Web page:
One two three


Ok so ECB mode was a bust, what else can we try? What if don't use blocks at all?


Good job figuring out the last challenge!

You saw that ECB mode has one crucial weakness, each block gets encrypted and decrypted exactly the same way, no matter where it's located in the ciphertext. This led you to be able to move blocks around to wherever you wanted and have the plaintext change in the same way.

So now that we know ECB is bad, how can we circumvent this problem? How can we make our cipher mode not have this problem?

Primer: The one time pad

Let's say I want to encrypt a one byte message, and I decide to do so by XORing it with a random byte. I then happily send this off and you happen to be able to intercept it.

So you have this one byte encrypted message, which you know is something that I encrypted via XOR. Is it possible for you to figure out what the original message was?

It turns out that the answer is no! If the byte I used for the XOR was random, then the resulting encrypted byte is also completely random and unrelated in any way to my original message.

This is what is called "information theoretically secure". Even if you had infinite time, you could never figure out which message my original byte was. This encryption scheme is called the One-time pad

Now back to AES

Counter mode

Let's say we want to bring that idea to reality, how can we generate a bunch of random bytes to xor our message against?

This stream of random bytes needs to be

  • Able to be generated from the key, so we can regenerate it when we want to decrypt the message
  • But still random enough that it's secure

Here's how Counter (CTR) mode achieves this

  1. Start a counter at c = 1
  2. Pad c out to 16 bytes and encrypt it with your AES key
  3. Then you have 16 random bytes, use that to XOR with your message
  4. Then increment the counter and continue until you have enough random bytes to encrypt your entire message

So the resulting ciphertext is like

  • The first 16 bytes are the first 16 bytes of the plaintext XORd with the aes encryption E of the byte 1, E(pad(1))
  • The next 16 bytes are plaintext_2 XOR E(pad(2))
  • then plaintext_3 XOR E(pad(3)) and so on

The stream of random bytes, ie E(pad(1)) | E(pad(2)) | E(pad(3)) ... is called the keystream

This evidently solves the issue with ECB we saw earlier, because if you move a block around then it'll be something completely different when you decrypt it, since it was encrypted with a different part of the keystream.

The twist

Actually I lied, the description I gave is not the real CTR mode, because it has a crucial weakness!

Your job is to find this weakness and decrypt the messages found in secret.enc

To solve this you'll need to figure out what this weakness is, use some googling to figure out why this weakness is so critical, and learn how you can exploit it.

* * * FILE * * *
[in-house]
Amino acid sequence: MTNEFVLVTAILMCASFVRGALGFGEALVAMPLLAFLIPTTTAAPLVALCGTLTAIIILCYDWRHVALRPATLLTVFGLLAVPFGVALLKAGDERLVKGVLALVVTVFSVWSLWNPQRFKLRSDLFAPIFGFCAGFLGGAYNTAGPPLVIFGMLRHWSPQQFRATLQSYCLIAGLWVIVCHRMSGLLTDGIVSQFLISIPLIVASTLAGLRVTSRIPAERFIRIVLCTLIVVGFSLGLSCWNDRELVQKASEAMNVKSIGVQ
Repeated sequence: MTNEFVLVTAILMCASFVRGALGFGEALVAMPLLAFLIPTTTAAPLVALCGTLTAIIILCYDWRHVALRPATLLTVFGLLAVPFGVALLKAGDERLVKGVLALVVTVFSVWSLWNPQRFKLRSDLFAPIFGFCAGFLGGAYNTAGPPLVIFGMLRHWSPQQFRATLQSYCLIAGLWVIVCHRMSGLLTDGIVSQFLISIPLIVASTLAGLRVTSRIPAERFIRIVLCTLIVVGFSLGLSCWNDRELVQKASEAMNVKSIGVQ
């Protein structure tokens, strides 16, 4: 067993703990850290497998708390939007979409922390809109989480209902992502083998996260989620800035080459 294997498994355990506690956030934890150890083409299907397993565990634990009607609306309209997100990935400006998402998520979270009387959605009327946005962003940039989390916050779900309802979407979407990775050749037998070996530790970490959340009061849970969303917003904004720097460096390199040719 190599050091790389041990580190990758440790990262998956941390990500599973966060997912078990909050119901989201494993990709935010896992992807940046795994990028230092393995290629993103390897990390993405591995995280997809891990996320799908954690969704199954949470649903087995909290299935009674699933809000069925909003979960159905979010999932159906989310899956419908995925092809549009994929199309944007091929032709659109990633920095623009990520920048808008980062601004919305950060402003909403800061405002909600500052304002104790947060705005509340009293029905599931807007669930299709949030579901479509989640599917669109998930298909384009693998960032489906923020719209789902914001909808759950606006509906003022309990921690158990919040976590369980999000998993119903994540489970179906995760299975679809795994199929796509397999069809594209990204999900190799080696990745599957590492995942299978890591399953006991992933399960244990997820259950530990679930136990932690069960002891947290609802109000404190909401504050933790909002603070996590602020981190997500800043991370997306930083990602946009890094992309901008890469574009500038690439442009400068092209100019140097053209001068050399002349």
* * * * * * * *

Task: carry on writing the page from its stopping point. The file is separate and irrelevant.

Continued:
Some tips:

  • secret.txt contains many lines of english text and, of course, the flag
  • You may find that your code from the first challenge, "Copilot my savior", will come in handy
  • There's no shame in buying hints if you're stuck!


As is the pattern with the earlier challenges, this is actually a mistake that you can make when using CTR mode. Here's an excerpt from a paper about a very closely related cipher mode, GCM mode.

"We investigate (redacted) issues with the GCM block cipher mode as used in TLS and focus in particular on AES-GCM, the most widely deployed variant. With an Internet-wide scan we identifed 184 HTTPS servers (redacted), which fully breaks the authenticity of the connections. Affected servers include large corporations, financial institutions, and a credit card company"


If you really need some hints, I've left some base64 encoded here

  1. TG9vayBjYXJlZnVsbHkgYXQgdGhlIGVuY3J5cHQgZnVuY3Rpb24uIEl0IGdlbmVyYXRlcyB0aGUga2V5c3RyZWFtIGZ1bGx5IGluZGVwZW5kZW50bHkgb2YgdGhlIHBsYWludGV4dCEgVGhpcyBtZWFucyB0aGF0IHRoZSBrZXlzdHJlYW0gaXMgaWRlbnRpY2FsIGZvciBlYWNoIHBsYWludGV4dC4gS25vd2luZyB0aGlzLCB3aGF0IGNhbiB5b3UgZG8/Cg==
  2. V2Uga25vdyB0aGF0IHRoZSBrZXlzdHJlYW0gaXMgdGhlIHNhbWUgZm9yIGVhY2ggcGxhaW50ZXh0LCBidXQgd2hhdCBkb2VzIHRoaXMgbWVhbj8gVGhpcyBtZWFucyB0aGF0IHRoZSBmaXJzdCBieXRlIG9mIGVhY2ggbGluZSBpcyBYT1JkIGFnYWluc3QgdGhlIHNhbWUgYnl0ZSwgaWUgdGhlIGZpcnN0IGJ5dGUgb2YgdGhlIGtleXN0cmVhbS4gU2FtZSBmb3IgdGhlIHNlY29uZCBieXRlIG9mIGVhY2ggbGluZSBhbmQgc28gb24uIFRoaXMgaXMgcmVhbCBzaW1pbGFyIHRvIHRoZSBjb3BpbG90IGNoYWxsZW5nZSBpc24ndCBpdCEgWW91IGNhbiBndWVzcyBieXRlcyBpbiB0aGUgc2FtZSB3YXksIGJ1dCB5b3UgbmVlZCB0byBiZSBzbWFydGVyIGFib3V0IGZpZ3VyaW5nIG91dCB3aGVuIGEgZ3Vlc3MgaXMgJ2NvcnJlY3QnCg==
  3. SG93IGNhbiB3ZSB0ZWxsIHdoZW4gYSBndWVzcyBpcyBjb3JyZWN0PyBXZWxsIHdlIGtub3cgdGhhdCB0aGUgdGV4dCBpcyBlbmdsaXNoLiBTbyBjYW4gYXNzaWduIGVhY2ggZ3Vlc3MgYSAnc2NvcmUnIGJhc2VkIG9uIGhvdyAnZW5nbGlzaCcgdGhlIHJlc3VsdCBpcy4gRm9yIGV4YW1wbGUsIGFkZGluZyBwb2ludHMgZm9yIGxldHRlcnMsIG51bWJlcnMsIHB1bmN0dWF0aW9uLCBhbmQgd2hpdGVzcGFjZSwgd2hpbGUgc3VidHJhY3RpbmcgcG9pbnRzIGZvciBlYWNoIGJ5dGUgdGhhdCBkb2Vzbid0IGZpdC4K